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Did we really just finish the first year? Apparently so.

The last few weeks of school were a wonderful blur of Embryology, Human Growth & Development, Clinical Foundations of Medicine…and barbeques. The two academic sequences (embryology and human growth) were fun in large part because they were so easy to relate to. Admittedly, there were certain parts of embryology that felt a bit detail-oriented, such as the precise migration of neurons, but even those facts are genuinely useful when you think about the pathology of specific birth defects. For every molecular detail of the regulation of growth, though, you also get to learn a fun embryology fact – the type that you can tell your little sister. Before a couple weeks ago, I never knew that an embryo is continuously swallowing its own amniotic fluid, or that the measurement of an expecting mother’s belly in centimeters estimates the gestational age in weeks (we call this “fundal height,” and it’s measured from the top of the uterus to the pubic bone). Then, the human growth course gives you a whirlwind tour of everything from the first breath of life until death, covering topics as diverse as identifying autism in toddlers to changing drug doses in the elderly.

Mixed in with these final weeks was another unit in our Clinical Foundations of Medicine curriculum. For the first time, we took complete health histories and did complete physical exams. Before seeing the standardized patients, we worked with our clinical educators and practiced on each other, but it was still a bit nerve-wracking to walk into the exam room and do everything from memory. The thing is, it eventually starts to come pretty naturally if you go through it enough times. Patients are people, and people are fun to talk to. Sure, I still sometimes forget to properly inspect the mouth or to ask about alcohol use, but if you make a different mistake each time then you learn from it. (Note: I also admit that there are things that I remember every time but that I know I have not yet mastered technique-wise. For instance, I do the fundoscopic exam on the eye, get the red reflex, see the vessels, and follow in to see the optic disk…but I’d have no idea if I saw anything weird in the vessels or disk. Same goes for the neck exam: I go through the motions but I am not convinced I have ever actually felt the thyroid gland. Finally, I never push deep enough when palpating the abdomen; I wouldn’t discover any sort of tumor or mass unless it was something like “baby.”)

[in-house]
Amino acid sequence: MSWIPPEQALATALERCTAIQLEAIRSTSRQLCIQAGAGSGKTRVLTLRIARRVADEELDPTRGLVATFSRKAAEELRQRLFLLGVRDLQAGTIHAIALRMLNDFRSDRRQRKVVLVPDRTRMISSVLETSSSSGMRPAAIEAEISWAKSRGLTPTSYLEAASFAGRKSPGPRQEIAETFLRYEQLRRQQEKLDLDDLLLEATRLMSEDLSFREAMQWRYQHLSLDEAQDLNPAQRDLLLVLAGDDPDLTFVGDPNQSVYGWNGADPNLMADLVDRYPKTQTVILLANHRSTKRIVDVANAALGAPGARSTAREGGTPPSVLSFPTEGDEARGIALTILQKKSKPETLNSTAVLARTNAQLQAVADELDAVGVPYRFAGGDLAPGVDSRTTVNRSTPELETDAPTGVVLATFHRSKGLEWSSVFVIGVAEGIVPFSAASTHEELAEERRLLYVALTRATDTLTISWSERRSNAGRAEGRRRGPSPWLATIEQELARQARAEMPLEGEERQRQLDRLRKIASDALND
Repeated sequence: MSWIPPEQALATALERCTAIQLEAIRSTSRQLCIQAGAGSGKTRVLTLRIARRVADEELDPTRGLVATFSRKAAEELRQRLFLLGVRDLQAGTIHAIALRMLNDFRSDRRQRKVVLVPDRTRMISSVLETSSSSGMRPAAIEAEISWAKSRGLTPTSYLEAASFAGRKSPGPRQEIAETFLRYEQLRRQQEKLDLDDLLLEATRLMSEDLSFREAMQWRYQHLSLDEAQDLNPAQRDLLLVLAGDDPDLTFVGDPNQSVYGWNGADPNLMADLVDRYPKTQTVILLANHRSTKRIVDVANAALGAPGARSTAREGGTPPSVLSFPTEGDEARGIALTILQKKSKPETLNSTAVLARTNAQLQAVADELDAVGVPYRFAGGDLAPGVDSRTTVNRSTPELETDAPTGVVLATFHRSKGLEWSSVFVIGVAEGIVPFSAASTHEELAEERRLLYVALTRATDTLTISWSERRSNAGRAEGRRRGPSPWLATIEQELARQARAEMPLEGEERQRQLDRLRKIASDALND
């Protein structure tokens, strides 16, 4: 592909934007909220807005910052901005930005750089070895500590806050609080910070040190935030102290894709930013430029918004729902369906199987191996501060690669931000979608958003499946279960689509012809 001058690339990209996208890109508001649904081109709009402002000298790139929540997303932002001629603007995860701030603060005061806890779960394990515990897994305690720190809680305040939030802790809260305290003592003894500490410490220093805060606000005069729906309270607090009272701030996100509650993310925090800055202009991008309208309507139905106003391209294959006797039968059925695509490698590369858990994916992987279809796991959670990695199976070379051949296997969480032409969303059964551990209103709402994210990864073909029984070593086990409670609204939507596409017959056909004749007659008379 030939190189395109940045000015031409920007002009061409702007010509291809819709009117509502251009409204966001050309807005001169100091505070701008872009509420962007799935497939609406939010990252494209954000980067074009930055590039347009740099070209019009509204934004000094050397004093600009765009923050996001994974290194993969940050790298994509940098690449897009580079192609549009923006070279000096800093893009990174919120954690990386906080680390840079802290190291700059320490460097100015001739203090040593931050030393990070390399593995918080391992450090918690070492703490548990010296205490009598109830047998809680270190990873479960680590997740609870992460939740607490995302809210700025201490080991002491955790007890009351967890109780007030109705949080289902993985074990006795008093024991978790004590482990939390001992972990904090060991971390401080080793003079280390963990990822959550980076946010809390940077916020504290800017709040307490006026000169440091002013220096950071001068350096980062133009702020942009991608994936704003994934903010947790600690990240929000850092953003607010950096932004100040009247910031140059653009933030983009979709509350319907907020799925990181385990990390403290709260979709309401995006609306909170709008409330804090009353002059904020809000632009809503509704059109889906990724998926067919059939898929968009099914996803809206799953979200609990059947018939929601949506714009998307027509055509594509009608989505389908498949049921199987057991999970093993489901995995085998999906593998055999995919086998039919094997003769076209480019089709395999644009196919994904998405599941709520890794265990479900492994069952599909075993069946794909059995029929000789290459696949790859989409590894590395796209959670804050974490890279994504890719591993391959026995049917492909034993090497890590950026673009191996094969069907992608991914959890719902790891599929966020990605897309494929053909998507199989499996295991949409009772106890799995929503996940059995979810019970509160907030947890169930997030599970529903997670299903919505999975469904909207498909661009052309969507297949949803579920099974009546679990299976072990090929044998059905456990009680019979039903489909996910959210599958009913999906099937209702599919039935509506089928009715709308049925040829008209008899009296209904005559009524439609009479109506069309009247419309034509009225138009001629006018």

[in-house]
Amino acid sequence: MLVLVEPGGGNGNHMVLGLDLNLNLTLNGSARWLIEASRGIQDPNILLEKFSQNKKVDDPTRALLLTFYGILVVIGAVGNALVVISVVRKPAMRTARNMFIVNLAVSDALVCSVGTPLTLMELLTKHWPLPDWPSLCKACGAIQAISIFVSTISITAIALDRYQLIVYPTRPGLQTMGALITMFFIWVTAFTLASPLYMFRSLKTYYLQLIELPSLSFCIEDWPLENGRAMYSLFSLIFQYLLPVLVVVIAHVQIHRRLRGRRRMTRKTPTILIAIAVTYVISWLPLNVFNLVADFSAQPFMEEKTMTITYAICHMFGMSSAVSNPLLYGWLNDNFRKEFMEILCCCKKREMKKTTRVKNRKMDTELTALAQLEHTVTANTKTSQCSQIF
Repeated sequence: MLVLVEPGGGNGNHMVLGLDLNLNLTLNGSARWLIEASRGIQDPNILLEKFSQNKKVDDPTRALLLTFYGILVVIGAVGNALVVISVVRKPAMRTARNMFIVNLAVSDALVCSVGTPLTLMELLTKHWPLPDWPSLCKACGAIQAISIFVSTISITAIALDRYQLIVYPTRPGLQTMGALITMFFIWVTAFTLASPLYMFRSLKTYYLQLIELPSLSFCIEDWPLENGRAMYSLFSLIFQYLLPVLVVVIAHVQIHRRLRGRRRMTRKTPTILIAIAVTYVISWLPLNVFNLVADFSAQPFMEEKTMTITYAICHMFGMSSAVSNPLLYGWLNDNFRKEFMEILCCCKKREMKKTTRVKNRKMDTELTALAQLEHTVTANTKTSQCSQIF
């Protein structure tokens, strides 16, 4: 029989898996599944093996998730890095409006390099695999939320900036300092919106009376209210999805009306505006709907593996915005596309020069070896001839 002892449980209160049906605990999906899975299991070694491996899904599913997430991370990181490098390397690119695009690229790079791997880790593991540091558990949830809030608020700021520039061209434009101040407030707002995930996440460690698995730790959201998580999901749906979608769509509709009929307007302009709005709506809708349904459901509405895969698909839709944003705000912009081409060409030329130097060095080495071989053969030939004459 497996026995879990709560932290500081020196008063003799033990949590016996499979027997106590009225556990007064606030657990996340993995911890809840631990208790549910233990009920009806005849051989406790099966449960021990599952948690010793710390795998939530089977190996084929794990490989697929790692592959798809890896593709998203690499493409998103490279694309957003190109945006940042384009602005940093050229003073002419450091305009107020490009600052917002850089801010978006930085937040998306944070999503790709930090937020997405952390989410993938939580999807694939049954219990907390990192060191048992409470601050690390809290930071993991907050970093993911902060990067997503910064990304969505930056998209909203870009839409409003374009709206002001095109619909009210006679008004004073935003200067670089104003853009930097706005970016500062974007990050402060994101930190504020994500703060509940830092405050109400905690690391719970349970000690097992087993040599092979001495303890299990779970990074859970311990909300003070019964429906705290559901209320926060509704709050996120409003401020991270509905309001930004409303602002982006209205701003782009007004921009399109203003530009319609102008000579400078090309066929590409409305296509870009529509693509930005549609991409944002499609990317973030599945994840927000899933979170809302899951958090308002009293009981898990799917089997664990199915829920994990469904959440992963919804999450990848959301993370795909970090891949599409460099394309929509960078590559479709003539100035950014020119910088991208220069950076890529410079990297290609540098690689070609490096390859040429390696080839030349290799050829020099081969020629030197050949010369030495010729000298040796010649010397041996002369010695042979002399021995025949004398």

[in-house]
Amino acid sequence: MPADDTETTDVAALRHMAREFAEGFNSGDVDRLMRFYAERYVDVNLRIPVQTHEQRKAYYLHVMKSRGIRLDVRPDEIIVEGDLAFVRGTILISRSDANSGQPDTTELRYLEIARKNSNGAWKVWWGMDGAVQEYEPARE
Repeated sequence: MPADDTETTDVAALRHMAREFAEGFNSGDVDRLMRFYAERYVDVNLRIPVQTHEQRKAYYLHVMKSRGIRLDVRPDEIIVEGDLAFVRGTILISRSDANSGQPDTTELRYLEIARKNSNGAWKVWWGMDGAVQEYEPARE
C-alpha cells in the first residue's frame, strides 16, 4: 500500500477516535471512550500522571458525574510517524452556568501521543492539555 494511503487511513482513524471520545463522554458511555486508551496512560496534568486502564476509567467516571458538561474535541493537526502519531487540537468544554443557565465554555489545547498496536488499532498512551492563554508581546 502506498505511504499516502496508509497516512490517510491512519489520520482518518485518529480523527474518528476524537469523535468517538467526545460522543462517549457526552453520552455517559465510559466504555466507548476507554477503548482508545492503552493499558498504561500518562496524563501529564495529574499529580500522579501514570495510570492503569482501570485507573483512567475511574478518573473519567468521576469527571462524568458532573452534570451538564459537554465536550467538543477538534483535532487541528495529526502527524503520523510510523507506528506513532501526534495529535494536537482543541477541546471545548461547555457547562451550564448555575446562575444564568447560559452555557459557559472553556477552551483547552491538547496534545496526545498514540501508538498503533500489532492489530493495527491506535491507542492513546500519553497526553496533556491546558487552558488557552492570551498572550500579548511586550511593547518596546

We have a ways to go, but it’s fun to walk in there and think “I could do this one day. And it’s FUN.” Talking to patients, getting their stories, doing the physical exam, and coming up with a preliminary differential (however ridiculous and illogical) makes you realize you might have at least taken some baby steps in the right direction this year.

Just for fun, below is a picture of me in the opthamology lab session, when we were practicing the eye exam on each other. I had my right eye dilated using phenylephrine (so that it was easier to do the retinal exam using the opthalmoscope) and my left eye stained with fluorescein (to look for corneal abrasions using the slit lamp). Both eyes were numb the rest of the night, and with only one dilated I had a bit of trouble reading for a few hours.

That’s all for now! More soon on the joy that is summer in A2.